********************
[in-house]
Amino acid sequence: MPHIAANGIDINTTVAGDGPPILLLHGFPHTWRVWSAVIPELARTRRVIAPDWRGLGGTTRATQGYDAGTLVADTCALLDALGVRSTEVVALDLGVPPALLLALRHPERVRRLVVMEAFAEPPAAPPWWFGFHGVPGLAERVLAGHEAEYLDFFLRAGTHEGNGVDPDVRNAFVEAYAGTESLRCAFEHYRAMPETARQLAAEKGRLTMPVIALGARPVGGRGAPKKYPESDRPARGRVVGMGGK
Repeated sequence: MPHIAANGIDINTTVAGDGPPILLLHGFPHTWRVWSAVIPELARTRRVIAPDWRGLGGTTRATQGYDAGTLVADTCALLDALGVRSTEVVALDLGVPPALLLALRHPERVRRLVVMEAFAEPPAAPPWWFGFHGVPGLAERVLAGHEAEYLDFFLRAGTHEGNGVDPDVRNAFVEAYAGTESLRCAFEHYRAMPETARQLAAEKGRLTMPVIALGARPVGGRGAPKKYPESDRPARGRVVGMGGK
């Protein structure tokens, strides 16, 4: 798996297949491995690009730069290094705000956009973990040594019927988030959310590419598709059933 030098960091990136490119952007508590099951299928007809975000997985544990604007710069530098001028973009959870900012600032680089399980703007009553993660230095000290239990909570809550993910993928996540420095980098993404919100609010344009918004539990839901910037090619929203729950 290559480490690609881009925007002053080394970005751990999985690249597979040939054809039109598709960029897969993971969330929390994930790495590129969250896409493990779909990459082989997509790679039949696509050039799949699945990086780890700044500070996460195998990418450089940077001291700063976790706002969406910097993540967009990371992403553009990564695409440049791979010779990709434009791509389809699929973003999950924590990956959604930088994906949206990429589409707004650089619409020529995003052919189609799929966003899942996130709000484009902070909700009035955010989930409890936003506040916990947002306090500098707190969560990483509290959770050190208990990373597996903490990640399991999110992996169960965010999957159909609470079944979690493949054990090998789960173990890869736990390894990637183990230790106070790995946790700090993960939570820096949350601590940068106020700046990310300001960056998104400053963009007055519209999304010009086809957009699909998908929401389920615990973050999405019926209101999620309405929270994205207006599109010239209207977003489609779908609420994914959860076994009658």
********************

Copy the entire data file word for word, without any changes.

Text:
[in-house]
Amino acid sequence: MPHIAANGIDINTTVAGDGPPILLLHGFPHTWRVWSAVIPELARTRRVIAPDWRGLGGTTRATQGYDAGTLVADTCALLDALGVRSTEVVALDLGVPPALLLALRHPERVRRLVVMEAFAEPPAAPPWWFGFHGVPGLAERVLAGHEAEYLDFFLRAGTHEGNGVDPDVRNAFVEAYAGTESLRCAFEHYRAMPETARQLAAEKGRLTMPVIALGARPVGGRGAPKKYPESDRPARGRVVGMGGK
Repeated sequence: MPHIAANGIDINTTVAGDGPPILLLHGFPHTWRVWSAVIPELARTRRVIAPDWRGLGGTTRATQGYDAGTLVADTCALLDALGVRSTEVVALDLGVPPALLLALRHPERVRRLVVMEAFAEPPAAPPWWFGFHGVPGLAERVLAGHEAEYLDFFLRAGTHEGNGVDPDVRNAFVEAYAGTESLRCAFEHYRAMPETARQLAAEKGRLTMPVIALGARPVGGRGAPKKYPESDRPARGRVVGMGGK
């Protein structure tokens, strides 16, 4: 798996297949491995690009730069290094705000956009973990040594019927988030959310590419598709059933 030098960091990136490119952007508590099951299928007809975000997985544990604007710069530098001028973009959870900012600032680089399980703007009553993660230095000290239990909570809550993910993928996540420095980098993404919100609010344009918004539990839901910037090619929203729950 290559480490690609881009925007002053080394970005751990999985690249597979040939054809039109598709960029897969993971969330929390994930790495590129969250896409493990779909990459082989997509790679039949696509050039799949699945990086780890700044500070996460195998990418450089940077001291700063976790706002969406910097993540967009990371992403553009990564695409440049791979010779990709434009791509389809699929973003999950924590990956959604930088994906949206990429589409707004650089619409020529995003052919189609799929966003899942996130709000484009902070909700009035955010989930409890936003506040916990947002306090500098707190969560990483509290959770050190208990990373597996903490990640399991999110992996169960965010999957159909609470079944979690493949054990090998789960173990890869736990390894990637183990230790106070790995946790700090993960939570820096949350601590940068106020700046990310300001960056998104400053963009007055519209999304010009086809957009699909998908929401389920615990973050999405019926209101999620309405929270994205207006599109010239209207977003489609779908609420994914959860076994009658």